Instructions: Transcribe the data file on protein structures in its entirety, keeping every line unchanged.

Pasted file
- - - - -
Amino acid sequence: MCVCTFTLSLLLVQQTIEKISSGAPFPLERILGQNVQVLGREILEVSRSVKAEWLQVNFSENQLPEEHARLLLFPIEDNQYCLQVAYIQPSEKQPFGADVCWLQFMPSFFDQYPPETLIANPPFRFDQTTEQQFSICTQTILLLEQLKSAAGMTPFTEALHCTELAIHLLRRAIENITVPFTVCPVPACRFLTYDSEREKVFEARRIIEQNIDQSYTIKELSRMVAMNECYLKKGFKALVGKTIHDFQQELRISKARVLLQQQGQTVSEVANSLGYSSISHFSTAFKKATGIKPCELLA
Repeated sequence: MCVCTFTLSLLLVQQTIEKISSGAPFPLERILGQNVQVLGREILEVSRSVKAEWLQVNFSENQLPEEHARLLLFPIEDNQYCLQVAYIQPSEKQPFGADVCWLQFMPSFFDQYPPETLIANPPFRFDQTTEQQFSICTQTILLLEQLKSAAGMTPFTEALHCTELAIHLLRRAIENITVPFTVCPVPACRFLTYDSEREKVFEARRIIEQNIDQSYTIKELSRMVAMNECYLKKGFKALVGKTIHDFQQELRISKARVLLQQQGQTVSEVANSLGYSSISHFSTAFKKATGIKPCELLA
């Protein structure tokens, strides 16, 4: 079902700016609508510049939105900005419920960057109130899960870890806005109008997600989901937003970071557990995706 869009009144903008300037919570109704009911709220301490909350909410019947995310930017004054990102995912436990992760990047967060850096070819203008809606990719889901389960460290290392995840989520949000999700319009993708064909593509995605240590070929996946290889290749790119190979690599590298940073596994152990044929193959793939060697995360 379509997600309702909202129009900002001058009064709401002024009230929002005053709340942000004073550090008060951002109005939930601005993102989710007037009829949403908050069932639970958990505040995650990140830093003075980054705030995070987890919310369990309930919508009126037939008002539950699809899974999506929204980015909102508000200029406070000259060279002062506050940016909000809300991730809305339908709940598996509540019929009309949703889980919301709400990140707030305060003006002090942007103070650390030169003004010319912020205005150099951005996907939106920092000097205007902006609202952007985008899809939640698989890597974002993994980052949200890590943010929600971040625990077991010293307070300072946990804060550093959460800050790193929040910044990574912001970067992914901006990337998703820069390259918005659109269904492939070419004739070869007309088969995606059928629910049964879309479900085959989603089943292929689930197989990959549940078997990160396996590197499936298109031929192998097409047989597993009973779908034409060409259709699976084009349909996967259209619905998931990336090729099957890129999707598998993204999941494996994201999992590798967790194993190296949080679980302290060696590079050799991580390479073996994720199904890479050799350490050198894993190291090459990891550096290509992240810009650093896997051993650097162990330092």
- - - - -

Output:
Amino acid sequence: MCVCTFTLSLLLVQQTIEKISSGAPFPLERILGQNVQVLGREILEVSRSVKAEWLQVNFSENQLPEEHARLLLFPIEDNQYCLQVAYIQPSEKQPFGADVCWLQFMPSFFDQYPPETLIANPPFRFDQTTEQQFSICTQTILLLEQLKSAAGMTPFTEALHCTELAIHLLRRAIENITVPFTVCPVPACRFLTYDSEREKVFEARRIIEQNIDQSYTIKELSRMVAMNECYLKKGFKALVGKTIHDFQQELRISKARVLLQQQGQTVSEVANSLGYSSISHFSTAFKKATGIKPCELLA
Repeated sequence: MCVCTFTLSLLLVQQTIEKISSGAPFPLERILGQNVQVLGREILEVSRSVKAEWLQVNFSENQLPEEHARLLLFPIEDNQYCLQVAYIQPSEKQPFGADVCWLQFMPSFFDQYPPETLIANPPFRFDQTTEQQFSICTQTILLLEQLKSAAGMTPFTEALHCTELAIHLLRRAIENITVPFTVCPVPACRFLTYDSEREKVFEARRIIEQNIDQSYTIKELSRMVAMNECYLKKGFKALVGKTIHDFQQELRISKARVLLQQQGQTVSEVANSLGYSSISHFSTAFKKATGIKPCELLA
């Protein structure tokens, strides 16, 4: 079902700016609508510049939105900005419920960057109130899960870890806005109008997600989901937003970071557990995706 869009009144903008300037919570109704009911709220301490909350909410019947995310930017004054990102995912436990992760990047967060850096070819203008809606990719889901389960460290290392995840989520949000999700319009993708064909593509995605240590070929996946290889290749790119190979690599590298940073596994152990044929193959793939060697995360 379509997600309702909202129009900002001058009064709401002024009230929002005053709340942000004073550090008060951002109005939930601005993102989710007037009829949403908050069932639970958990505040995650990140830093003075980054705030995070987890919310369990309930919508009126037939008002539950699809899974999506929204980015909102508000200029406070000259060279002062506050940016909000809300991730809305339908709940598996509540019929009309949703889980919301709400990140707030305060003006002090942007103070650390030169003004010319912020205005150099951005996907939106920092000097205007902006609202952007985008899809939640698989890597974002993994980052949200890590943010929600971040625990077991010293307070300072946990804060550093959460800050790193929040910044990574912001970067992914901006990337998703820069390259918005659109269904492939070419004739070869007309088969995606059928629910049964879309479900085959989603089943292929689930197989990959549940078997990160396996590197499936298109031929192998097409047989597993009973779908034409060409259709699976084009349909996967259209619905998931990336090729099957890129999707598998993204999941494996994201999992590798967790194993190296949080679980302290060696590079050799991580390479073996994720199904890479050799350490050198894993190291090459990891550096290509992240810009650093896997051993650097162990330092």